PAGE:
Boundary Line Problem? Don't Wait!

Mar 01 2011

Robert Frost wrote that “good fences make good neighbors,” but if your neighbor’s fence is on your land, you should act immediately. Boundary disputes are common and often arise out of one or more parties’ mistaken belief as to the location of boundary lines. Sometimes neither party really “knows” what the real line is. Other times it is simply “unknowable.” Many times if neighbors know there is a dispute about the location of the line, they may tacitly agree to a line and let things go out of neighborliness.

However, a recent Wisconsin Supreme Court case, Northrop v. Opperman, 2011 WI 5, shows that this can be good or bad. The boundary dispute in the case first boiled over in a series of surveys and lawsuits in the 1910s. Then for almost ninety years, all of the landowners of the disputed properties treated the boundary as if it was in the middle of the road between the properties. In 2005, a lost government marker was discovered that contradicted the parties’ presumed boundary. The marker suggested a boundary which moved a road and an additional 600 feet from side of the old boundary line to the other.

Another lawsuit ensued. The Court concluded the deeds and government monuments did not clearly establish the boundary line, so the boundary line should be established from the best evidence available. Interestingly, the Court ultimately abandoned a more technical doctrinal approach to resolving a boundary line dispute. Instead, the Court determined that the best evidence of the boundary was the what the parties had believed and acted upon over the course of the many preceding years. At the end, the Court essentially ruled that the boundary line will be what the parties have always treated it as over the years even though neither really knew where exactly it was according to surveys, landmarks and deeds.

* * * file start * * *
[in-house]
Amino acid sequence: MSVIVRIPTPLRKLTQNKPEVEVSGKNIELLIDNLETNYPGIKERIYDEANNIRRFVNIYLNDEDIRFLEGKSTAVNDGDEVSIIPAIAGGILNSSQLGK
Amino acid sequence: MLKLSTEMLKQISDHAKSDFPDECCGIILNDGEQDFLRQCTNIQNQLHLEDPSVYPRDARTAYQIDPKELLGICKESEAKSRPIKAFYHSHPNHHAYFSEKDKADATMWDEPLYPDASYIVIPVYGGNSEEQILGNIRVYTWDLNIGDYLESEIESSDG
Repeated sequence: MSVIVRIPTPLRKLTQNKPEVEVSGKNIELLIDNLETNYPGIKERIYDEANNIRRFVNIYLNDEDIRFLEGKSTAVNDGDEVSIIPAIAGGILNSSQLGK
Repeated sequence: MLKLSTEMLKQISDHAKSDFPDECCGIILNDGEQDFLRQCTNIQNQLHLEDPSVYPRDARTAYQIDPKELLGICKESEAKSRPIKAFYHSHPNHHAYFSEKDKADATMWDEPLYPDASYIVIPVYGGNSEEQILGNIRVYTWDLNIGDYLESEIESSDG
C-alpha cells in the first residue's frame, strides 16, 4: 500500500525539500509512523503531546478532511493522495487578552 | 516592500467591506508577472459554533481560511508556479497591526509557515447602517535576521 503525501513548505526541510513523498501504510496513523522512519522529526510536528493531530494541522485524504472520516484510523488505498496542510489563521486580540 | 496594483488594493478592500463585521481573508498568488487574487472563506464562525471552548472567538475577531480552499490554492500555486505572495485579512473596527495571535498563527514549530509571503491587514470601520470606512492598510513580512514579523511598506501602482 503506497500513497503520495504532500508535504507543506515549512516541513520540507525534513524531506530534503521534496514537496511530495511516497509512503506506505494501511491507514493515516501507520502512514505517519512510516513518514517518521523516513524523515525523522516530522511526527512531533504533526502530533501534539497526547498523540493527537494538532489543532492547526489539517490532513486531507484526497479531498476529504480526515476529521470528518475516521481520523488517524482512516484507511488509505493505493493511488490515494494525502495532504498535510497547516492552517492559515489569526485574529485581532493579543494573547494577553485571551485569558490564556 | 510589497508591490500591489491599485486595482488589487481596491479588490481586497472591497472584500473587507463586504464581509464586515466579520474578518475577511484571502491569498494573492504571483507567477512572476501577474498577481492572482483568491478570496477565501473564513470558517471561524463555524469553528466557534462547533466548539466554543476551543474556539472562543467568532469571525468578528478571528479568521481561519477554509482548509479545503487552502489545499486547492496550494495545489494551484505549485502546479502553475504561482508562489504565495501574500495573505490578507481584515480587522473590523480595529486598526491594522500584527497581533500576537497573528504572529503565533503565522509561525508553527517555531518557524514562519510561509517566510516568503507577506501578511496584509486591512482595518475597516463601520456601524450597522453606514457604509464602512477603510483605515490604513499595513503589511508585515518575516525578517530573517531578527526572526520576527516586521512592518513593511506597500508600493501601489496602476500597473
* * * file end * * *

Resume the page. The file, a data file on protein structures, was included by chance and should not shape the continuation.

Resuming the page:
The case shows that acquiescing to a line can be detrimental or beneficial, depending on what side of the line you are on. Surely, because the strength of an acquiescence argument grows with time, owners should promptly address any inkling of a boundary issue. The passage of time can—and often times, does—make a material difference as landmarks and memories fade and an acquiescence argument proportionately grows.


von Briesen & Roper Legal Update is a periodic publication of von Briesen & Roper, s.c. It is intended for general information purposes for the community and highlights recent changes and developments in the legal area. This publication does not constitute legal advice, and the reader should consult legal counsel to determine how this information applies to any specific situation.